Increasing the utilization of low value leaves using new protein extraction methods


Increasing the utilization of low value leaves using new protein extraction methods

Within this STW Protein project the benefits and limitations to alkaline protein extraction were investigated, and an optimised process design was developed.

In this study, green tea residue (GTR) was used as a starting material. This decision was made mainly for three reasons: it is produced in developing countries with relatively high yields, its components have high potential economic value, and it can be easily recycled from tea factories where it is already gathered and pre-processed for tea production.

Green tea residue contains more than 25% protein. It is a waste stream from tea factories. Our samples were obtained from Damin Company, Fujian Province, China, in 2010 where they amount to 50,000 tonnes/year. Currently, GTR is only used for energy generation through burning.

Alkaline extraction gets you almost all protein

Leaves are potential resources for feed or food, but their applications are limited due to a high proportion of insoluble protein and inefficient processing. To overcome these problems, parameters of alkaline extraction were evaluated. Protein extraction could be maximized to 95% of total protein, and, after precipitation by pH adjustment to 3.5, 85% of extracted protein was recovered with a purity of 52%. Temperature, NaOH amount, and extraction time are the protein yield determining parameters, while pH and volume of extraction liquid are critical parameters for production cost.

This technology was successfully applied to other sources of green biomass and has potential to be used as a part of an integrated bio-refinery process.

Integrated biorefinery to also produce galacturonic acid

Alkaline treatment of leaves disrupts the leaf tissue by dissolving lignin at high pH. At lower pH HG pectin, RGII pectin, and organic acids were extracted before protein extraction, which was followed by the extraction of cellulose and hemi-cellulose. This sequential extraction can be used to design an integrated biorefinery.

Leaf pectin can for instance be used as a feedstock for galacturonic acid (the building block of pectin) production. Leaf pectin extraction was integrated the alkaline protein extraction, focusing on high yield of galacturonic acid without losses of protein. Most galacturonic acid was extracted using Viscozyme pretreatment as a first step, mainly due to its cellulase activity. Extraction yielded more than 95% galacturonic acid with only 5% protein.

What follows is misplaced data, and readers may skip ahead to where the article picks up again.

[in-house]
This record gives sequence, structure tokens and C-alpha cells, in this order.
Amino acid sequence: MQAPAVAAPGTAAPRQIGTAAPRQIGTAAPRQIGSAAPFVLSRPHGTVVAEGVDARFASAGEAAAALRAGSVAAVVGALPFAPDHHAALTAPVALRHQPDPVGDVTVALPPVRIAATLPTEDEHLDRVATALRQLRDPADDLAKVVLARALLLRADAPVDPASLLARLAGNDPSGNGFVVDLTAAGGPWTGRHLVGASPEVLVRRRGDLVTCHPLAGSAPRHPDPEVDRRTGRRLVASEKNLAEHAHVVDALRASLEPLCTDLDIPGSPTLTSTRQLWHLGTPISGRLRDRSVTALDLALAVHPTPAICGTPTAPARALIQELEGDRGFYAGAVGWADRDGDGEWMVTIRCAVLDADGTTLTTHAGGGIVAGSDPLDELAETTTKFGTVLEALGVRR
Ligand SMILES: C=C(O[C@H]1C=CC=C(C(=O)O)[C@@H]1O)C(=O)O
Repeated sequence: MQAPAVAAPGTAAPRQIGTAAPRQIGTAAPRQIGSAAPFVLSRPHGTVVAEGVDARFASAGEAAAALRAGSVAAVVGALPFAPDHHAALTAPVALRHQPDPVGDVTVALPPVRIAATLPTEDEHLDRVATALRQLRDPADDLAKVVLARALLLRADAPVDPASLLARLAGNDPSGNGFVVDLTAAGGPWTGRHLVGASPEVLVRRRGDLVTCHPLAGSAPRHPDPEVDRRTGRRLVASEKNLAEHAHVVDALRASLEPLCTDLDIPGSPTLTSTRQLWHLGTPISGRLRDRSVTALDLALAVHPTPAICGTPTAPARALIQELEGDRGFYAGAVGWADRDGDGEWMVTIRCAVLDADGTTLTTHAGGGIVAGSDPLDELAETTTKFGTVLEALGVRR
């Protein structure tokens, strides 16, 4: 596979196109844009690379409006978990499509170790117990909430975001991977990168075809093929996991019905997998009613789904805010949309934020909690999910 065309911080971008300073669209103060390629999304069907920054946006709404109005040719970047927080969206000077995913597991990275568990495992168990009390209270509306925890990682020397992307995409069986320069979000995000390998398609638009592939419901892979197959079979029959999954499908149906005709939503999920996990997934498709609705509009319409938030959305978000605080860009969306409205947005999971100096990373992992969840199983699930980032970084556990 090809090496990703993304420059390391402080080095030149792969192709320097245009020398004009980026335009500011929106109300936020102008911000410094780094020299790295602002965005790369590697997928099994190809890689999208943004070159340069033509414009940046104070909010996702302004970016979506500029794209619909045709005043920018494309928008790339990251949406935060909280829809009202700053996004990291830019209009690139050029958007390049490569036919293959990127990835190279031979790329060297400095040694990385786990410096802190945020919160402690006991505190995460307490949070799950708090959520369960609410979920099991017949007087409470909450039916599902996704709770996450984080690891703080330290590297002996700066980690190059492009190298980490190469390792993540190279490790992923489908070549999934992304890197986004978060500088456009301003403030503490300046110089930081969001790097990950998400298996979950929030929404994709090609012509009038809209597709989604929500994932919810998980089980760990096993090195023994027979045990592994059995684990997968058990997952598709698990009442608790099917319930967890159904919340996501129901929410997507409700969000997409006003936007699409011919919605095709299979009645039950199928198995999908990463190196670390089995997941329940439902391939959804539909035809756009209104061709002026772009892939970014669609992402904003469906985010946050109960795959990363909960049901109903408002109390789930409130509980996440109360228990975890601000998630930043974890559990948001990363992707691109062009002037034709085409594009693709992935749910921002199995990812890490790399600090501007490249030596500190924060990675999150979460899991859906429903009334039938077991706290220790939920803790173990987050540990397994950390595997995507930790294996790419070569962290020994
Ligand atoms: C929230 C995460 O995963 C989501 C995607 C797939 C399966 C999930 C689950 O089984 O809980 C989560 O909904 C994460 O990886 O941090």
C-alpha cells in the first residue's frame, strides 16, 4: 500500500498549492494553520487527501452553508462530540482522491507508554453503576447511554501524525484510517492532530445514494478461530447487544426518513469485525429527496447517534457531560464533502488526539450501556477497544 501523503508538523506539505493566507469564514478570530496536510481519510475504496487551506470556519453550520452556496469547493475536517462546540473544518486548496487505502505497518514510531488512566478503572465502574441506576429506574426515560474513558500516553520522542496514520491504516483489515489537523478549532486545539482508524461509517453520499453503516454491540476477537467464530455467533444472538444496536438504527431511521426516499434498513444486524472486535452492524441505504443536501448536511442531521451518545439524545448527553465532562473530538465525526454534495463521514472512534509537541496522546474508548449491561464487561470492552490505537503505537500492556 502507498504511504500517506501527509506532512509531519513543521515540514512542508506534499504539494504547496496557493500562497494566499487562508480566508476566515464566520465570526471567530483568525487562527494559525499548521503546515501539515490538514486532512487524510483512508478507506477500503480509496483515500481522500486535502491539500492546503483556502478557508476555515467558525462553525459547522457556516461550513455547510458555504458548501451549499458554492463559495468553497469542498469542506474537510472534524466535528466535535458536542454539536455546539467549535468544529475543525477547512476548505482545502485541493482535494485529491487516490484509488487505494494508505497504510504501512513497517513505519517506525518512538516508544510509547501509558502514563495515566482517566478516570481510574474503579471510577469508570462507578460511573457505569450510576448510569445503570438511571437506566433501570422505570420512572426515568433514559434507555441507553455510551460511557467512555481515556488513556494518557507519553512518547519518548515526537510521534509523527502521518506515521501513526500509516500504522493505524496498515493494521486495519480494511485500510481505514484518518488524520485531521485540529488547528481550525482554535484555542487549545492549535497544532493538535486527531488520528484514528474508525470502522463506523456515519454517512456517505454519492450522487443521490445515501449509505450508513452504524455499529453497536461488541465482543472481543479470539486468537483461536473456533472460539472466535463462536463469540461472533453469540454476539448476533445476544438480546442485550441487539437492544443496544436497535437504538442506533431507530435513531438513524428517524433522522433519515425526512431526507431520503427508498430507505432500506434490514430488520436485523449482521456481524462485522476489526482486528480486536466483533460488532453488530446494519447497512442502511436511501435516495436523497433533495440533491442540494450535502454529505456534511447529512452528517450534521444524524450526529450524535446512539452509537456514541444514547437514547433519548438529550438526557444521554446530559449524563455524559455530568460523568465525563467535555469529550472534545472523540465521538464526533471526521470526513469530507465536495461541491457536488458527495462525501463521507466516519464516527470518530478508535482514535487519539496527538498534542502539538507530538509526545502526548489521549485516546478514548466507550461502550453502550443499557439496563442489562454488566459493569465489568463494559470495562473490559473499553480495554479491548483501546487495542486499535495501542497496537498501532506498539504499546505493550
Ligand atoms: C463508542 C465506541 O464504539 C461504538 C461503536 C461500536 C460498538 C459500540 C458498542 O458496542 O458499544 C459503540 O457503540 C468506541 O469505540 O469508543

Alternatively GA-containing pectin can be extracted in a weak alkaline solution. Here GA yield is dominated by the ratio of extraction volume to biomass weight. The profits of these two integrated processes can be higher than one step protein extraction.

Pre-treatments to protein extraction

As mentioned, Viscozyme pretreatment can be used to obtain galacturonic acid. Alternatively, polyphenols and/or pigments can be obtained by ethanol pre-treatment. Both pre-treatments reduced alkali consumption in the subsequent protein extraction step by 25% and improved protein extraction yield and purity. Additionally, pre-treatment using 50% ethanol reduced browning by 59%.

Increased sustainability by salts recycling

Leaf protein can be extracted cost-efficiently using 0.1M NaOH, but this process is less sustainable due to the generation of large amounts of sodium salts. KOH or Ca(OH)2 were considered to replace NaOH as these salts can be reused. KOH is just as efficient for extraction and the foreseen profits using KOH are comparable to those with NaOH. The environmental sustainability improves and further environmental benefits are obtained when conventional K fertilizer is substituted with the K-rich salty waste water from the extraction process.

The profits of the process using Ca(OH)2 were highly dependent on the extraction yield of the protein product. Protein extraction yields using Ca(OH)2 need to be higher than 70% to be more profitable than the process with NaOH. This is unfortunately not the case for all sources of leafy biomass. The environmental benefits of Ca(OH)2 extraction are in the absence of salty waste water and net production of heat.

Future work on food driven biorefinery

Work on protein and pectin biorefinery on green biomass continues in the future. In 2017, also a new PhD started on polyphenol extraction from tea leaves. When these extraction techniques can be integrated in existing chains, economic feasibility can be obtained more easily. This Food-Driven Biorefinery is a starting point for better use of sides streams.